Making a connection
SAN ANDREAS, Apr 10, 2012 (The Record - McClatchy-Tribune Information Services via COMTEX) --
Betty Hill, 76, was once plagued by pesky pop-ups.
Then she met Austin Reaves, 15, who purged Hill's laptop of some of its annoying start-up habits.
"This program, Organizer, I want it in here, but I don't want it to come up immediately," Hill said to Reaves as they sat across from each other last Tuesday afternoon at Veterans of Foreign Wars Post 2600 in San Andreas.
Within minutes, Organizer had been tamed, and both Hill and her husband, Charles Hill, 78, were delighted to have Reaves' assistance.
"They've grown up with the iPhones," Charles Hill said of Reaves and his peers. "When I was a young man, we didn't even have a telephone at our house."
That's why a number of Calaveras High School students each week take a short walk to the nearby VFW post to spend time with post members. All involved say that what started as a simple effort to offer technical assistance has grown over the past five weeks to something much more.
"We get to hear what they've been through," said Spencer Cox, one of the high school students.
The subject of those conversations is often very personal and moving, said Tessa Brawner, also a Calaveras High student. "They talk about what they've sacrificed," Brawner said.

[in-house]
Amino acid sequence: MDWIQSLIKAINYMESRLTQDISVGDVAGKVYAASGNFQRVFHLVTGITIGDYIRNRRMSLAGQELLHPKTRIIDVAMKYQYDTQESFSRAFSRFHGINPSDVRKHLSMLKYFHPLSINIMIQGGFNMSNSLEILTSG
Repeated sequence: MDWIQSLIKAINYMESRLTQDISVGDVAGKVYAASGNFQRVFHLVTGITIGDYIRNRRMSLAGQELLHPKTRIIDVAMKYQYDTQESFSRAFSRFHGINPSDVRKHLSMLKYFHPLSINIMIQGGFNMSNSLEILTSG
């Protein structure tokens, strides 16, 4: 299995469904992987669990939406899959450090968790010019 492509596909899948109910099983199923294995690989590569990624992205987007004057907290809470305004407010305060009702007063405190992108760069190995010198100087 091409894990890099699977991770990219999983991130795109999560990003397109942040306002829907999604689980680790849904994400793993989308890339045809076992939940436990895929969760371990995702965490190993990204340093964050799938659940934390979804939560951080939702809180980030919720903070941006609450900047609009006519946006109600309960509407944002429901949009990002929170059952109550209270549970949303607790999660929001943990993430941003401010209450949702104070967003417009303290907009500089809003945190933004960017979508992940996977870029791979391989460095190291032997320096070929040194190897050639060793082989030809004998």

Both the technical help and the personal connection is exactly what two friends, teacher Dobbi Fletcher and online merchant Denise Konz, hoped to achieve when they came up with the idea for T-Vet, the Teenagers, Veterans, Education in Technology project.
Fletcher said she and Konz had their brainstorm while riding exercise bicycles at a gym.
The two made phone calls, proposed the idea to the leadership of VFW 2600 and suggested the idea as a project for Fletcher's son Dalton, 16, a Calaveras High School student.
"I left it up to Dalton to recruit his responsible friends," Dobbi Fletcher said.
At first, the students expected to visit the post once a month. But demand was so great, they've been coming every week to help post members and their relatives navigate a wide array of devices, from e-readers to smartphones to tablets.
"Some people will say 'I have this Kindle. My daughter gave it to me. I don't know what to do with it,' " Dobbi Fletcher said.
As they unraveled the mysteries of wireless networking and USB sticks, the youths and the veterans struck up conversations on other topics.
One day, Navy veteran Tom Diermier mesmerized students with an account of what he saw at Pearl Harbor as he assisted in retrieving human remains from below the water in the days following the Dec. 7, 1941, Japanese attack on U.S. military installations there.
"I drove the kids home, and all they wanted to talk about were his accounts," Dobbi Fletcher said.
Fletcher and Konz have new goals for T-Vet, including expanding the bandwidth and wireless networks at Post 2600, and making devices such as iPads available for veterans to use there.
Russell Friday, a Navy veteran and a VFW 2600 member, is a regular at the Tuesday afternoon T-Vet sessions. "I know the veterans are really enjoying it," Friday said.
Contact reporter Dana M. Nichols at (209) 607-1361 or email@example.com. Visit his blog at recordnet.com/calaverasblog.
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